An abundance mentality starts small. Start by acknowledging the good things in life. Whether it’s a beautiful sunset or a bus that runs on time, nothing is too small to feel grateful for. Write these down and review them on occasion. The more you can focus on abundance and prosperity (in all forms), the more it will show up in your life.
Wise Money Management
The last factor that affects your mental health and your money is wise money management, even in the face of extreme unforeseen events (like a pandemic). The truth is, wise money management is not some grand plan to earn millions of dollars all at once and ride out the rest of your life. Instead, it is the small, consistent steps that compound over time. There are three things you can do to set yourself up for success and improve your relationship with money:
Build an Emergency Fund
If the pandemic taught us anything, it’s that having an easily accessible emergency fund is a crucial part of a solid financial plan. A good rule of thumb is to have at least six months of non-discretionary expenses saved in a highly liquid account. If you have variable income, or your household only has one source of income, consider saving closer to 12 months of expenses.
Create a Budget & Track Expenses
Budgeting and tracking expenses are always good things to incorporate in your financial toolbox. The more you can feel in control of your money, instead of feeling controlled by your money, the better.
Take Advantage of Dollar-Cost Averaging
As tempting as it is to stop investing during down markets or when times are tough, consistent investing is a huge part of building wealth over time. This is because of dollar-cost averaging. If you invest $100 a month into a mutual fund, it may only buy two shares when the market is doing well. But when it’s doing poorly, that same $100 may buy five or six shares. You are still investing the same amount, but you are getting more for your money. When the market goes up again, you are able to take advantage of that return on more shares than if you only invested when the market was high. These small gains add up over time through the power of compounding. Keep in mind that until you start investing, time will always work against you. Once you start investing, however, time works for you even if there are short-term dips in prices.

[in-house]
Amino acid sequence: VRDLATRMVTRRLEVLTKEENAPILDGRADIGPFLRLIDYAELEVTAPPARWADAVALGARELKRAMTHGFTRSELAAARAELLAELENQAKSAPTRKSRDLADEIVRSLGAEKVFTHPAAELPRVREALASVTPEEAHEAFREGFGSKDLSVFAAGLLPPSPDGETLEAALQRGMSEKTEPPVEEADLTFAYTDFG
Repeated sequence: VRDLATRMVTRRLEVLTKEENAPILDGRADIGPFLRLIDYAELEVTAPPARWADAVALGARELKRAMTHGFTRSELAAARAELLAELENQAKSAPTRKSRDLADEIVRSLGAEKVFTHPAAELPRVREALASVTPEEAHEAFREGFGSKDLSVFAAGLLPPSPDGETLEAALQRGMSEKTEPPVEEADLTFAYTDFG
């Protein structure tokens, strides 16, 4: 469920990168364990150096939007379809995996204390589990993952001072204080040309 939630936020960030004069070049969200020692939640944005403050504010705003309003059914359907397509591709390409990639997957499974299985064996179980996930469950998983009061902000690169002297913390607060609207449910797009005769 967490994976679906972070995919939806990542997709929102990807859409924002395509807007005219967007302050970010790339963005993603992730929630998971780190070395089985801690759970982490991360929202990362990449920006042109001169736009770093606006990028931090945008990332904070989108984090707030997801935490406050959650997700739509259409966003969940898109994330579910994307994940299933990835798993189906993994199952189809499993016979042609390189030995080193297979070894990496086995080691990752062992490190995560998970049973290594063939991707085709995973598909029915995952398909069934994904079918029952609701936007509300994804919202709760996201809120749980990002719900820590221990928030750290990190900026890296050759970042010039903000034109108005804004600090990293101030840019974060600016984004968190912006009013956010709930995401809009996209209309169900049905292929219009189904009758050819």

Are You Ready for a New Financial Future?
If you’re ready to reshape your beliefs around money and stop feeling consumed by your financial concerns, we are here to help! At TABER Asset Management, we can help you achieve a positive financial mindset through our comprehensive wealth management process.
Bill Taber is President and Founder of TABER Asset Management, an independent, fiduciary wealth management firm that strives to do one thing well: manage their clients’ money by creating wealth, building wealth, growing income, and preserving capital so they can experience financial freedom. With more than four decades of experience, Bill is dedicated to building relationships with his clients and their families and walking alongside them as they navigate financial decisions. His favorite days are the ones when he gets to witness the joy and relief on his clients’ faces when they realize they can pursue their dreams and live their ideal lifestyles. Bill is known for going the extra mile, getting things done with integrity, and working with a stewardship mentality.
Bill graduated from the University of Iowa with a bachelor’s degree in business administration and fell in love with the profession when he got to help one of his first clients—his father—turn his lifetime of hard work into a dream retirement. He got his start in the industry as a corporate services representative for Bankers Trust Company and spent decades working as Assistant Vice President of E.F. Hutton & Co. and First Vice President of Principal Financial Securities. He is also a graduate of the E-Myth Worldwide Mastery Business Development Program and is Series 65 registered.
In his spare time, Bill enjoys giving back to his community and served 11 years as a member of the Board of Trustees of Broadlawns Medical Center and 14 years as a Community Representative to their Board Finance Committee. He is also one of the founding members of the Greater Des Moines Connections Mentoring Program. When he’s not working, you can often find Bill spending time with his family and participating in one of his many hobbies, which include traveling to national parks, presidential libraries, and foreign countries; gardening; reading non-fiction; and practicing yoga, Pilates, and meditation. He also loves the simple joys of listening to music, going for walks or bike rides, and watching James Bond 007 films and any movie starring his favorite actress, Meryl Streep. To learn more about Bill, connect with him on LinkedIn.